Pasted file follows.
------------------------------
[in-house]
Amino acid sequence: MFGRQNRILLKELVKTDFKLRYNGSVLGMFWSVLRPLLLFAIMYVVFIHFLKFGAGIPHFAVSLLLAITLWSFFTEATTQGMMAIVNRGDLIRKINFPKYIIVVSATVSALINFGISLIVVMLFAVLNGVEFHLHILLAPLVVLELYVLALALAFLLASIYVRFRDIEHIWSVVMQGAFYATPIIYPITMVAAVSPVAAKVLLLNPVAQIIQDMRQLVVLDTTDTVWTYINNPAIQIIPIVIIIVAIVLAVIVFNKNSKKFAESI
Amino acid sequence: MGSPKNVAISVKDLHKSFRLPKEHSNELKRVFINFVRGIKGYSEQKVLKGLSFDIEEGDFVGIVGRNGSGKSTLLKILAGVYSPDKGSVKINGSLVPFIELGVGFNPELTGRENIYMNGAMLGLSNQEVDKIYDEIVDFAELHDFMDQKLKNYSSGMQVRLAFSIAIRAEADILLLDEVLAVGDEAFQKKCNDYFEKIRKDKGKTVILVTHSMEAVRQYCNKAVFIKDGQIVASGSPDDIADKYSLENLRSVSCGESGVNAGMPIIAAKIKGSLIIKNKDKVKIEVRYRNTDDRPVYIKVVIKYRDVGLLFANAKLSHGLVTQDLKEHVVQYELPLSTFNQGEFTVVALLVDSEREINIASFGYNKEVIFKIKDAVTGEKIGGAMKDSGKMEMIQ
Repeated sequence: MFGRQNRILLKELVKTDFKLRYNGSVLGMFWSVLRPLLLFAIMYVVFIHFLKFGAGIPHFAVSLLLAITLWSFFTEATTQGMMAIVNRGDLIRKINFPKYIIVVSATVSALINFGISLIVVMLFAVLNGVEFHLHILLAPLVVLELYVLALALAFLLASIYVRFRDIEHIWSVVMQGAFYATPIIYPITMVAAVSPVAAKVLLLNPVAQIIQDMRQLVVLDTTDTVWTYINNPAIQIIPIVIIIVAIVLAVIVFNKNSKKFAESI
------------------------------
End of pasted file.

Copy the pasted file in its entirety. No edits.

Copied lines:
[in-house]
Amino acid sequence: MFGRQNRILLKELVKTDFKLRYNGSVLGMFWSVLRPLLLFAIMYVVFIHFLKFGAGIPHFAVSLLLAITLWSFFTEATTQGMMAIVNRGDLIRKINFPKYIIVVSATVSALINFGISLIVVMLFAVLNGVEFHLHILLAPLVVLELYVLALALAFLLASIYVRFRDIEHIWSVVMQGAFYATPIIYPITMVAAVSPVAAKVLLLNPVAQIIQDMRQLVVLDTTDTVWTYINNPAIQIIPIVIIIVAIVLAVIVFNKNSKKFAESI
Amino acid sequence: MGSPKNVAISVKDLHKSFRLPKEHSNELKRVFINFVRGIKGYSEQKVLKGLSFDIEEGDFVGIVGRNGSGKSTLLKILAGVYSPDKGSVKINGSLVPFIELGVGFNPELTGRENIYMNGAMLGLSNQEVDKIYDEIVDFAELHDFMDQKLKNYSSGMQVRLAFSIAIRAEADILLLDEVLAVGDEAFQKKCNDYFEKIRKDKGKTVILVTHSMEAVRQYCNKAVFIKDGQIVASGSPDDIADKYSLENLRSVSCGESGVNAGMPIIAAKIKGSLIIKNKDKVKIEVRYRNTDDRPVYIKVVIKYRDVGLLFANAKLSHGLVTQDLKEHVVQYELPLSTFNQGEFTVVALLVDSEREINIASFGYNKEVIFKIKDAVTGEKIGGAMKDSGKMEMIQ
Repeated sequence: MFGRQNRILLKELVKTDFKLRYNGSVLGMFWSVLRPLLLFAIMYVVFIHFLKFGAGIPHFAVSLLLAITLWSFFTEATTQGMMAIVNRGDLIRKINFPKYIIVVSATVSALINFGISLIVVMLFAVLNGVEFHLHILLAPLVVLELYVLALALAFLLASIYVRFRDIEHIWSVVMQGAFYATPIIYPITMVAAVSPVAAKVLLLNPVAQIIQDMRQLVVLDTTDTVWTYINNPAIQIIPIVIIIVAIVLAVIVFNKNSKKFAESI